12 Oct 10. Defence Industrial Policy: Timetable. The Defence Spokesman in the Lords said (12 Oct 10) that the MoD was developing a new Defence Industrial & Technology Policy (DITP), to replace the Defence Industrial Strategy (DIS). The DITP is to be launched on 2 Nov 10 at an event to be co-hosted by ADS. As previously announced, there is to be a Green Paper by the end of 2010 and a White Paper in Spring 2011.
Comment: ADS is the trade association for the Aerospace, Defence & Security industries. In this context, the Green Paper is a discussion document whereas a White Paper will set out the MoD’s industrial and technology policy for the following five years or until the next SDSR (Strategic Defence & Security Review). (Source: DNA DEFENCE NEWS ANALYSIS, Issue 09/40, 18 Oct 10)
18 Oct 10. ORAL EVIDENCE: OPERATIONS IN AFGHANISTAN
Tuesday 26 October 2010
The Grimond Room, Portcullis House
At 2.30 pm
* Major General Gordon Messenger DSO & Bar OBE, Strategic Communications Officer, MoD
* Nick Gurr, Director Media and Communications, MoD
* Lieutenant Commander Stephen Tatham, formerly of the Defence Academy’s Advanced Research and Assessment Group, MoD
* Matt Tee, Permanent Secretary for Government Communications, Cabinet Office
* Major General (Rtd) Andrew Mackay CBE
* Colonel (Rtd) Christopher Langton OBE.
House of Commons Hansard Debates for 19 Oct 2010
Strategic Defence and Security Review
The Prime Minister (Mr David Cameron): With permission, Mr Speaker, I would like to make a statement on the strategic defence and security review. There are four things that I would like to say up front. First, this is not simply a cost-saving exercise to get to grips with the biggest budget deficit in post-war history. It is about taking the right decisions to protect our national security in the years ahead, but let me say this: the two are not separate. Our national security depends on our economic strength, and vice versa.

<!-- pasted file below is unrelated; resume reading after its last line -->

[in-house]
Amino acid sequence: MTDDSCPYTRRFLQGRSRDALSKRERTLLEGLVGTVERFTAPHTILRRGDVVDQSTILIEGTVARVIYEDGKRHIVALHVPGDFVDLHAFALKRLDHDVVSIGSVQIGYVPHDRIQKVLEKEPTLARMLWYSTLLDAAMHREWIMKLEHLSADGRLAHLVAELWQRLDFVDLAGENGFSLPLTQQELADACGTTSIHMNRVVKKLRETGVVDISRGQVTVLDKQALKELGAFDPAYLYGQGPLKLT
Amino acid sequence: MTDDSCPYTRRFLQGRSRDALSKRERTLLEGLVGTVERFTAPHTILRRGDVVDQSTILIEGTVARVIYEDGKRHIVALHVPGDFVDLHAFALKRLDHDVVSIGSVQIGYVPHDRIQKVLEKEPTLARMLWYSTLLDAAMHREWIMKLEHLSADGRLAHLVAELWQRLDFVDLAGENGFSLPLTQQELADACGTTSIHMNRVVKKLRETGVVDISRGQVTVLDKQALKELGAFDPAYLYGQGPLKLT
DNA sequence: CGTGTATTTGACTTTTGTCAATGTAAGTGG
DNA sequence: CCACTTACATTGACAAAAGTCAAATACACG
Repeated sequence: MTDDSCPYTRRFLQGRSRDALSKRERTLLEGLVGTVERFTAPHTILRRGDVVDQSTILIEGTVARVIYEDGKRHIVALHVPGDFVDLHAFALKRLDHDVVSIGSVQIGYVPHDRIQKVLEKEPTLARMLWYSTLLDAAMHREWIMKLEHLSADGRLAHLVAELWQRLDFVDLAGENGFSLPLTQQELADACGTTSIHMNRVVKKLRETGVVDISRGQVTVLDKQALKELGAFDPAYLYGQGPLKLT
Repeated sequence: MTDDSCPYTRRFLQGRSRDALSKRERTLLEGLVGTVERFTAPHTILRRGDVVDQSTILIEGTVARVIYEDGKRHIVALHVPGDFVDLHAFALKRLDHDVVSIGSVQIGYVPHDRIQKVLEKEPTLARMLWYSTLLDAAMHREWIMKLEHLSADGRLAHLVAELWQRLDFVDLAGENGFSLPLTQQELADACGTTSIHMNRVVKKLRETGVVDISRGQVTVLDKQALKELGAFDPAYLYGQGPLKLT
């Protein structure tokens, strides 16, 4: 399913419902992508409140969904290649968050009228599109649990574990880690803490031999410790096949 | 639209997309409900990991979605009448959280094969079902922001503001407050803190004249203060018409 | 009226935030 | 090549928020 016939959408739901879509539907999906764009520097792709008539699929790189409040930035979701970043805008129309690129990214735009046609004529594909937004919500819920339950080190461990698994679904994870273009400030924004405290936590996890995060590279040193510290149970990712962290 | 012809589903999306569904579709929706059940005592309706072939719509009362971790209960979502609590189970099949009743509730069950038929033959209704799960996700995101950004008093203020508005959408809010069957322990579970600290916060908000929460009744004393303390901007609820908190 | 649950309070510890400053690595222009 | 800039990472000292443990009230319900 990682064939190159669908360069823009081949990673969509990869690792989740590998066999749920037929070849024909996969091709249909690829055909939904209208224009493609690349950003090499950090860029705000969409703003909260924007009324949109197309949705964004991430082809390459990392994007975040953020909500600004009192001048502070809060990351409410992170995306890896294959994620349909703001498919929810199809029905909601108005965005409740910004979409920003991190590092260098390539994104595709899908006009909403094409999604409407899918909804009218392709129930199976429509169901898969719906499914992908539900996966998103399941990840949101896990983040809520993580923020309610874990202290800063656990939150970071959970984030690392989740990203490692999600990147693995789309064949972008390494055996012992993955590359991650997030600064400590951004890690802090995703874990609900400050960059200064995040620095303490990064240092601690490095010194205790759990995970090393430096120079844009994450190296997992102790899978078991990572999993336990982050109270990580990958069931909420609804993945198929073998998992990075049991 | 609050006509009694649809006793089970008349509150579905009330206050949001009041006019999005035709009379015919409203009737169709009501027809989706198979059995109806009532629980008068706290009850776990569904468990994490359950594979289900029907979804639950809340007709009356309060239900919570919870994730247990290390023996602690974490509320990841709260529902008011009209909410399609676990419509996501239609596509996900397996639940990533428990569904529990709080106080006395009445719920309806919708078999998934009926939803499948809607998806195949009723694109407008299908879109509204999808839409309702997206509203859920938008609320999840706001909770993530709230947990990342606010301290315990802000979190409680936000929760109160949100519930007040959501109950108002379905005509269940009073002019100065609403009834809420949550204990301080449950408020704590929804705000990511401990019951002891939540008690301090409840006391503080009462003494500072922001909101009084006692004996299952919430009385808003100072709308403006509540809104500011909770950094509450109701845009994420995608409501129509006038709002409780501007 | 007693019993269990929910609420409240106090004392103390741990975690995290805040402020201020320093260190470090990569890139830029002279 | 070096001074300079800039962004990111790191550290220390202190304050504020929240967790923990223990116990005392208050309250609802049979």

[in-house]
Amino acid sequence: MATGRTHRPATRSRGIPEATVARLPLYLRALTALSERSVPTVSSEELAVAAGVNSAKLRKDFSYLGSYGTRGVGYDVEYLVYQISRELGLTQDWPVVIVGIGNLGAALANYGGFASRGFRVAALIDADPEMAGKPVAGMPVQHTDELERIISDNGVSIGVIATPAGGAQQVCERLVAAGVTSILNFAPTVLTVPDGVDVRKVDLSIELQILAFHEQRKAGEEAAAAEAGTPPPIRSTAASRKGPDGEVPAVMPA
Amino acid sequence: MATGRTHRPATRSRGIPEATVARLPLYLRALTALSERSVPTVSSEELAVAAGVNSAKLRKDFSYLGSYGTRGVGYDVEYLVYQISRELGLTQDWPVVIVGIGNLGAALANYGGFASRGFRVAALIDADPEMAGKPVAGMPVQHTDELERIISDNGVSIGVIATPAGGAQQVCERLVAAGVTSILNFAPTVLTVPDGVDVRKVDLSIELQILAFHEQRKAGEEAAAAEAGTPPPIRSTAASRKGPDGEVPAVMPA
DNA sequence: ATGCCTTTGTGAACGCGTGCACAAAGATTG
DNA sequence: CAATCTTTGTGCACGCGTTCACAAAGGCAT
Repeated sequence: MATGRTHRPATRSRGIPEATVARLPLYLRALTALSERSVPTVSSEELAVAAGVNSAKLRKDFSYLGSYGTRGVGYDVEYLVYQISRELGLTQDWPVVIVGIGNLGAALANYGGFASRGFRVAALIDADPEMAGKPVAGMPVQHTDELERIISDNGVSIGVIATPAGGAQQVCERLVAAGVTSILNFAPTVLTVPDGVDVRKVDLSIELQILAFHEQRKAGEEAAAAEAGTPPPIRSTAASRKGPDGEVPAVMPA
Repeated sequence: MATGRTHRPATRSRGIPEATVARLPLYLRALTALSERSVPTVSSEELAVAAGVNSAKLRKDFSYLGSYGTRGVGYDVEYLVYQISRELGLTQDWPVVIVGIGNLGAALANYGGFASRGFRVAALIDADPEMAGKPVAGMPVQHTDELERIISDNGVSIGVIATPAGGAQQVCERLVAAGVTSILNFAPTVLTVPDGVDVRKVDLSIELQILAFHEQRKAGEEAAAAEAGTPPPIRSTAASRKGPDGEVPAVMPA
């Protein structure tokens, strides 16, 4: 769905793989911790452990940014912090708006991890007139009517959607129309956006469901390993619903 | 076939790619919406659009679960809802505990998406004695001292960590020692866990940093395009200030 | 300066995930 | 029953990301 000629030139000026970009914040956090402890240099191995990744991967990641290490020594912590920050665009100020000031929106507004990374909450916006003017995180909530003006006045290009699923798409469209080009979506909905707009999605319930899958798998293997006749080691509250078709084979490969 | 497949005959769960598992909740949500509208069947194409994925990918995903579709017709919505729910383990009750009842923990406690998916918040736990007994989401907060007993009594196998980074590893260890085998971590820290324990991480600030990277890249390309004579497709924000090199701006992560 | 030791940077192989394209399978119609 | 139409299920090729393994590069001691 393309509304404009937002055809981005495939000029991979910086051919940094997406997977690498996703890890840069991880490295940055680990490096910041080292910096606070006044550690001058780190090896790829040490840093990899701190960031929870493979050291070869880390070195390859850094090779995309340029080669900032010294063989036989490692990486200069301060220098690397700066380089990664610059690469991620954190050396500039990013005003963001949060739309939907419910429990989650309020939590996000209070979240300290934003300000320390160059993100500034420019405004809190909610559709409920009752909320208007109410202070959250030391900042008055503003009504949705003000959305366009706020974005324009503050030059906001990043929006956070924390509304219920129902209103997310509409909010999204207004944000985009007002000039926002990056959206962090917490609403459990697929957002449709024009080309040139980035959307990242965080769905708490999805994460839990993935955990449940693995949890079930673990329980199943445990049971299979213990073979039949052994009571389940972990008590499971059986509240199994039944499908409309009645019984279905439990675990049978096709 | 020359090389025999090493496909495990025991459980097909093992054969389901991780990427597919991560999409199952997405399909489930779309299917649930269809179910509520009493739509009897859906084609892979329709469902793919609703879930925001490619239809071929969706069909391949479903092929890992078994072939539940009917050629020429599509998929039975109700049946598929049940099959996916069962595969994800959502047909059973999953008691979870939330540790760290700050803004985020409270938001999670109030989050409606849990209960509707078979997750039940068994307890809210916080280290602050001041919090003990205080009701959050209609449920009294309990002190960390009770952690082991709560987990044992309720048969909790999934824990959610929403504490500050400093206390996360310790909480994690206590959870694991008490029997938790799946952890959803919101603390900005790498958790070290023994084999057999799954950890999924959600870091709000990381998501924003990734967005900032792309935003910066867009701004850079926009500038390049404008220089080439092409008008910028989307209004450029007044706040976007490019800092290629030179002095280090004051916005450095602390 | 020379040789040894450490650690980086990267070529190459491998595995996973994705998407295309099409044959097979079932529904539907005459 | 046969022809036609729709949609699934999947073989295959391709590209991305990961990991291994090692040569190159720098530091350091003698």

As our national security is a priority, defence and security budgets will
contribute to deficit reduction on a lower scale than most other Departments. Over four years, the defence budget will rise in cash terms, and fall by only 8% in real terms. It will meet the NATO 2% of gross domestic product target for defence spending throughout the next four years. But this Government have inherited a £38-billion black hole in our future defence plans. That is bigger than the entire annual defence budget of £33 billion. Sorting this out is vital not just for tackling the deficit, but for protecting our national security.
Secondly, this review is about how we project power and influence in a rapidly changing world. We are the sixth largest economy in the world. Even after this review, we expect to continue with the fourth largest military budget in the world. We have a unique network of alliances and relationships-with the United States, as a member of the EU and NATO, and as a permanent member of the UN Security Council. We have one of the biggest aid programmes in the world, one of the biggest networks of embassies, a time zone that allows us to trade with Asia in the morning and the Americas in the afternoon, and a language that is spoken across the globe. Our national interest requires our full and active engagement in world affairs. It requires our economy to compete with the strongest and the best, and it requires, too, that we stand up for the values that we believe in.
Britain has traditionally punched above its weight in the world, and we should have no less ambition for our country in the decades to come, but we need to be more thoughtful, more strategic and more co-ordinated in the way we advance our
interests and protect our national security. That is what this review sets out to achieve.
Thirdly, I want to be clear: there is no cut whatsoever in the support for our forces in Afghanistan. The funding for our operations in Afghanistan comes not
from the budget of th